But there’s another reason Phillips may be doing this, which can be summed up in two words: Koch Industries. The mainstay of the company’s income comes from petroleum products, which naturally will do better if America’s sprawling status quo is maintained. Low gas prices may not be around forever, but they’re a convenient excuse to sabotage federal funds for transit. And if that happens, the progress being made toward viable public transit systems in many US cities will be stalled or reversed, leaving people no option other than car-based transportation even after gas prices go back up. This is bad for average Americans but great for Phillips and his bosses, the Koch Brothers.
Clearly, Phillips’ case for cutting federal transit funds is at best short sighted and at worst a calculated ploy to make his bosses money, that even conservative urbanists (not to mention a wide swath of the general population) would not be likely to support.
But what then is to be done about the Highway Trust Fund? The bottom line is that federal transit funding must be maintained. Many local transit agencies are struggling to get by, let alone expand to provide the level of service Americans deserve. Without the support these additional funds provide, many across the country will be denied the critical option of being able to get around by transit.
Ideally, funding for transit could be decoupled from the Highway Trust Fund, a fund that as its name suggests is primarily geared toward highways. But in the short term, maintaining the transit funds that exist within this fund is probably the more viable strategy.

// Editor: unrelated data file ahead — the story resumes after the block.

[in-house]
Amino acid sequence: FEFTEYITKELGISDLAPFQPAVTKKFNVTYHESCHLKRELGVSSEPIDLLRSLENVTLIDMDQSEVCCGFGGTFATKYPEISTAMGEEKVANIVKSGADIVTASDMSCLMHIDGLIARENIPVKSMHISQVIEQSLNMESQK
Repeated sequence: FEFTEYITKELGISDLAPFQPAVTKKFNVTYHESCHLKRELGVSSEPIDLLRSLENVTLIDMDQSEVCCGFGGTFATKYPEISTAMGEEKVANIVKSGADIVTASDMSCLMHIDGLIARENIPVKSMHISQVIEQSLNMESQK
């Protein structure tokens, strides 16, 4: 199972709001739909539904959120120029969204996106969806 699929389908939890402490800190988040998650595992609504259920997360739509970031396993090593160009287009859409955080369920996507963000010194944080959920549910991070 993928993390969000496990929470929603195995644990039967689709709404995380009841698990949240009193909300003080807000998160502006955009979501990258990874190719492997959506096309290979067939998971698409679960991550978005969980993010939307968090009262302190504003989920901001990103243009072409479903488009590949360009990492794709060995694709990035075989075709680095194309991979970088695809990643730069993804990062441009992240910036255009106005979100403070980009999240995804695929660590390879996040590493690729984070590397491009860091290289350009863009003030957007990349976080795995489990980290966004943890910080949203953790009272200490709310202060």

This isn’t to say that increasing the gas tax is necessarily the best option politically. Bashing tax increases has long been an effective way for many politicians to score quick political points and smear their enemies. Though much of this is hollow grandstanding, to a certain extent this does make sense. There is such a thing as too much taxation, though this seems unlikely to happen in the fiercely anti-tax political climate of modern America.
However, though protecting working class and middle class families from excess taxation is a legitimate concern, so too is continuing to provide them the basic services that allow them good standards of living, and doing so requires sources of funding. This funding can’t just come from cutting spending. At some point it has to actually be generated.
Additionally, driving a car generates external costs, such as road maintenance, pollution, and wasted space. Since transit users don’t generate these effects at nearly the same rate as cars, it makes sense for car users to contribute to offsetting them at a higher rate. Over the years, the folks at Streetsblog have done a great job making the case for increasing the gas tax. Their points are well taken, and just as applicable when gas prices are low.
But there’s another way that funds could be freed up for transit, and one that Phillips definitely doesn’t want you to be thinking about. Every year, the federal government gives between $10 billion to $52 billion in subsidies to oil companies. These are among the most profitable companies in the world, and no one needs subsidies less than them. I could think of thousands of better ways to spend that money, but transportation and mass transit in particular, is near the top of the list.
It may be disheartening to know that groups like Phillips’s Americans for Prosperity have the deep pockets of people like the Koch brothers on their side. But all the dark money in the world still can’t change the fact that building good transit networks will create a major asset for everyday Americans, even when gas prices are low. Let’s hope that when it comes to transportation funding, congress will for once think of its voters instead of its donors.
Drew Reed is an online media producer and community activist specialising in sustainable transportation. He lives in Buenos Aires.